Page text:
One of These Days. . . .



In 1962 a record was released entitled, “Old Rivers.”  Walter Brennan, a famous character actor of that time, recited the words with a choir singing in the refrain in the background.  The song was about Old Rivers, an elderly farmer whose life was being remembered by a man who had spent his childhood following him as he worked in his fields.  The refrain of the song spoke of Old Rivers’ desire to depart and be with the Lord.  It began with the words, “One of these days, I’m gonna climb that mountain, walk up there among them clouds.”

The phrase “one of these days” is a statement of a wish that is hoped for, but without any definitive schedule attached to it.  In the song, Old Rivers knew that one day he would pass on to the other side, but he did not know when he would make that trip.  This is why he said, “One of these days, I’m gonna climb that mountain.”  He could not mark a date on the calendar for his passing.  All he could do was acknowledge the fact that one day he would.

We often use this phrase in a slightly different manner.  We may tell a friend, “One of these days, we’ll do this or that.”  When we say this, we may fully intend for that thing to happen, but we do not set a specific time to do it.  In such cases the occasion may never come about because neither friend ever schedules it.  In other instances, we may say this to be polite and to appear friendly, when we actually do not intend to make it happen.  It is a way to deflect making a commitment without appearing to be unkind.

We also use this phrase sometimes with regard to our obedience to the gospel, and to our faithfulness to the Lord.  One who is not a Christian may say, “One of these days, I’ll start coming to church, and I’ll get my life right with God.”  A wayward Christian may make the same statement when he is urged to renew the practice of his faith.  We have no way of knowing if this is a true statement of that person’s intent, or if it is just a polite way of saying, “No, thank you,” to the Lord.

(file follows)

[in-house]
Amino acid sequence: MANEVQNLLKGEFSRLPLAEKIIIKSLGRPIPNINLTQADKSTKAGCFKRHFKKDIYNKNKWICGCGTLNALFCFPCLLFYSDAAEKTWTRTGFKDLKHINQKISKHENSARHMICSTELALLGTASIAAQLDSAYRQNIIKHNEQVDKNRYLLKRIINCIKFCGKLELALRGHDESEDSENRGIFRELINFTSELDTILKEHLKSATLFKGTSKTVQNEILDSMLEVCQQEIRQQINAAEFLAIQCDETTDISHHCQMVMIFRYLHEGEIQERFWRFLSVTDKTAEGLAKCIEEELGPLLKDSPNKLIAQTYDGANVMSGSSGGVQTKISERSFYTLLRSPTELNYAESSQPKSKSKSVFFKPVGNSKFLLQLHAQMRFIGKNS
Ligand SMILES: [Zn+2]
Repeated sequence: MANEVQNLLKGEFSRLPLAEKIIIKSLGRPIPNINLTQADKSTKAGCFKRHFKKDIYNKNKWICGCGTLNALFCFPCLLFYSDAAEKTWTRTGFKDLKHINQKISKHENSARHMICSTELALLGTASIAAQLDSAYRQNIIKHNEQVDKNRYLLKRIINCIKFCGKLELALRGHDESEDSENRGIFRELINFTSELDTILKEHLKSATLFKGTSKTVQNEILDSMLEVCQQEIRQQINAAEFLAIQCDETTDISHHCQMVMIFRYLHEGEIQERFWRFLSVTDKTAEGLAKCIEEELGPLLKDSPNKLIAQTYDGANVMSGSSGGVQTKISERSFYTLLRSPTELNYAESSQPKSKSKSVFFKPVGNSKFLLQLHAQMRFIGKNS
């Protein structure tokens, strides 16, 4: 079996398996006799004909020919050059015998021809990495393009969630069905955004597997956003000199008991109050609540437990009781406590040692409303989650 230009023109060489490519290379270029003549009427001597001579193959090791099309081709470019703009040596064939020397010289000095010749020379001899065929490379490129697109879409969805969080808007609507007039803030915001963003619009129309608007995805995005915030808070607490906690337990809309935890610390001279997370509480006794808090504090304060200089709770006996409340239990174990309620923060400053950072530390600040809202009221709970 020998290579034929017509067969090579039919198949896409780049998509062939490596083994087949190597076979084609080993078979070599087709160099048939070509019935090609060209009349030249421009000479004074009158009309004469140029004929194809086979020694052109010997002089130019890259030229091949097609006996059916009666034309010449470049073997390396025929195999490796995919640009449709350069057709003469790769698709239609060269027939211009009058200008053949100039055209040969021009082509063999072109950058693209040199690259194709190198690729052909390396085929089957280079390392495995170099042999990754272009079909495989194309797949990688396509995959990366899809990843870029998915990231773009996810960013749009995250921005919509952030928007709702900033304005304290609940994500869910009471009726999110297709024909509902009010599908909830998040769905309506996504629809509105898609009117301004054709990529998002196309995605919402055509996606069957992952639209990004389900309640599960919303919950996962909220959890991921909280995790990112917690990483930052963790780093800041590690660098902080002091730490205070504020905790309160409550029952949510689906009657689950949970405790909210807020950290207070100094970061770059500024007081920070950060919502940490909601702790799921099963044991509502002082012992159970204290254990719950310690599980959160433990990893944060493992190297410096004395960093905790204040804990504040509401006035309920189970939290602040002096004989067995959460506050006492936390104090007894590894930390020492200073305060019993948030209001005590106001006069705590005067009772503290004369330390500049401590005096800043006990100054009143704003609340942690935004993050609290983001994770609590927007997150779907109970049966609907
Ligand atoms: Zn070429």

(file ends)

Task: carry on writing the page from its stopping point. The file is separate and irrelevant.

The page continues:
Even if we were to take such a statement at face value, we cannot allow it to go without noting an important consideration.  “One of these days” is an ambiguity.  It is a dangerous balm to salve one’s conscience about any subject that he actually wants to avoid.  “One of these days” cannot be found on any calendar, and thus postpones the action that might resolve whatever issue is under discussion.  Whether it is health issues or exercise, pursuit of some educational or vocational goal, or following through on one’s commitment to the Lord, “One of these days” just kicks the can down the road.

“One of these days”, however, plays right into the devil’s hands.  It has been said that one of the devil’s greatest lies is that we have plenty of time to get right with God.  If he can convince us to wait until “One of these days”, he knows that we will very likely never follow through with our obedience to the Lord.  The reason why this is so is because we have no guarantees that “One of these days” will ever come.  In Jas. 4:14 James warned that our life is a vapor that appears for a little while and then vanishes away.  We never know when our life will end, so we can’t wait for “One of these days.”  Likewise, in Mt. 24:36 Jesus warned that no one knows the day or hour of His return for judgment, so we can’t wait for “One of these days” because we don’t know when the Lord will return.

This is why Paul said, “Behold, now is the acceptable time, behold now is the day of salvation” (2 Cor. 6:2).  Our only guarantee is this moment, and this breath we take.  To put off obedience in the hopes of some future opportunity is to court eternal condemnation.  To wait for “One of these days” is to play Russian roulette with one’s soul.  Make today your “One of these days” and get right with the Lord in obedience to His word.